waved over their heads to stimulate magnetic waves in the prefrontal cortex.
An unspecified number of patients were placed in a second control group, where they received only medications to control symptoms of depression, anxiety and insomnia resulting from their addiction.
At the end of the first assessment period, 69 percent of participants placed in the TMS group no longer had an interest in cocaine, compared to just 19 percent in the control group.
At the beginning of the second phase, researchers administered TMS to 10 participants from the original comparison group, eight of whom admitted to abusing cocaine during the pilot trial. Of those 10 people, seven were tracked for almost three months post-TMS. At the end of the observation period, all seven achieved abstinence.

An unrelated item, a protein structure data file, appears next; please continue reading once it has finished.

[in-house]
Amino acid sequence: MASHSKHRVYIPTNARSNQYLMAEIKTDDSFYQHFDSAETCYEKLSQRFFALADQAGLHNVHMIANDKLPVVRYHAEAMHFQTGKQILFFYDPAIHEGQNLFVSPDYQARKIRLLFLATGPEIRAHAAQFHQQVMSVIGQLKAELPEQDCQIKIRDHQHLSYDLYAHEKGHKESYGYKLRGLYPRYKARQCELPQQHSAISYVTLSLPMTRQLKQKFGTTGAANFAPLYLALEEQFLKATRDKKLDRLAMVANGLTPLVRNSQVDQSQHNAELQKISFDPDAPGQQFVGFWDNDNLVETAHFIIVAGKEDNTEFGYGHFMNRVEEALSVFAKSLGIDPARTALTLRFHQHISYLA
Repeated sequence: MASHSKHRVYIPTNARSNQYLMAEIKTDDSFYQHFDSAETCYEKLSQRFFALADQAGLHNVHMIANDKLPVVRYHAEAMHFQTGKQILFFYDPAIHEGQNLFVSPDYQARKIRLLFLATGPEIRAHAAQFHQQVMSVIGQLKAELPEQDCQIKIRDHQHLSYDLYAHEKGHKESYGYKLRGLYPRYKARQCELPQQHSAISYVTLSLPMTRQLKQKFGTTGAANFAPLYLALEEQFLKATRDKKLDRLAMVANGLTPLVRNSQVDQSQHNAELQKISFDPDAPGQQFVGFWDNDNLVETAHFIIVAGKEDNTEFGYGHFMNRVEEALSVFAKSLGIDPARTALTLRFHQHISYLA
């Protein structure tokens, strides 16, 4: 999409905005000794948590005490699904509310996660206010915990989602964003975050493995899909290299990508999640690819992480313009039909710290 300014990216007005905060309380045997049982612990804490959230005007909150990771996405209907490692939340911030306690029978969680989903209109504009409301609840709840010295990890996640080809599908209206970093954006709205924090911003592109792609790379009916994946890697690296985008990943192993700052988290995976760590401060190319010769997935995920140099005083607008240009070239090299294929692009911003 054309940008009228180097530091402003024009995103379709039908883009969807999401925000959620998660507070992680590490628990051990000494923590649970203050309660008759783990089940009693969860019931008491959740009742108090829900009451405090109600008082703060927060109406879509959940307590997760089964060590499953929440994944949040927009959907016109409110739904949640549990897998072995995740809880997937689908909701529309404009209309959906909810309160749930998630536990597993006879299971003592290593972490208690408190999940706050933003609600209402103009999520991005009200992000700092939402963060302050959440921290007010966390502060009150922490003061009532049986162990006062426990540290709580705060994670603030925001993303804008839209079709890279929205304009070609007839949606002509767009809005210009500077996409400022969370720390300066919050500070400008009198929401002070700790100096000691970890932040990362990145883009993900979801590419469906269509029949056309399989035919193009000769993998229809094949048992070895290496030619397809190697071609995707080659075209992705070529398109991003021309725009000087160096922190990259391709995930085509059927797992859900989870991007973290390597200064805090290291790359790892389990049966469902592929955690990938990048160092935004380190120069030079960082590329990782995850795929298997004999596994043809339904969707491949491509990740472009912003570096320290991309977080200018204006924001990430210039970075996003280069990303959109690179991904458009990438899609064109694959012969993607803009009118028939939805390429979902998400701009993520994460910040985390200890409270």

“It’s a very exciting preliminary study, but it needs to be replicated with a lot more patients and it needs to be properly controlled,” said Malenka, who is also a colleague of Dr. Bonci. “You have to do it in a way where some of the patients are getting the real treatment, and the others are getting a placebo treatment.”
Even though the findings made by Dr. Bonci are preliminary, a participant involved in the study called their experience with TMS therapy “life-changing.” Treatment for cocaine addiction historically has been limited to psychotherapy, but Dr. Bonci and his team hope to improve on traditional methods and provide a well-rounded treatment plan that can completely eliminate cravings.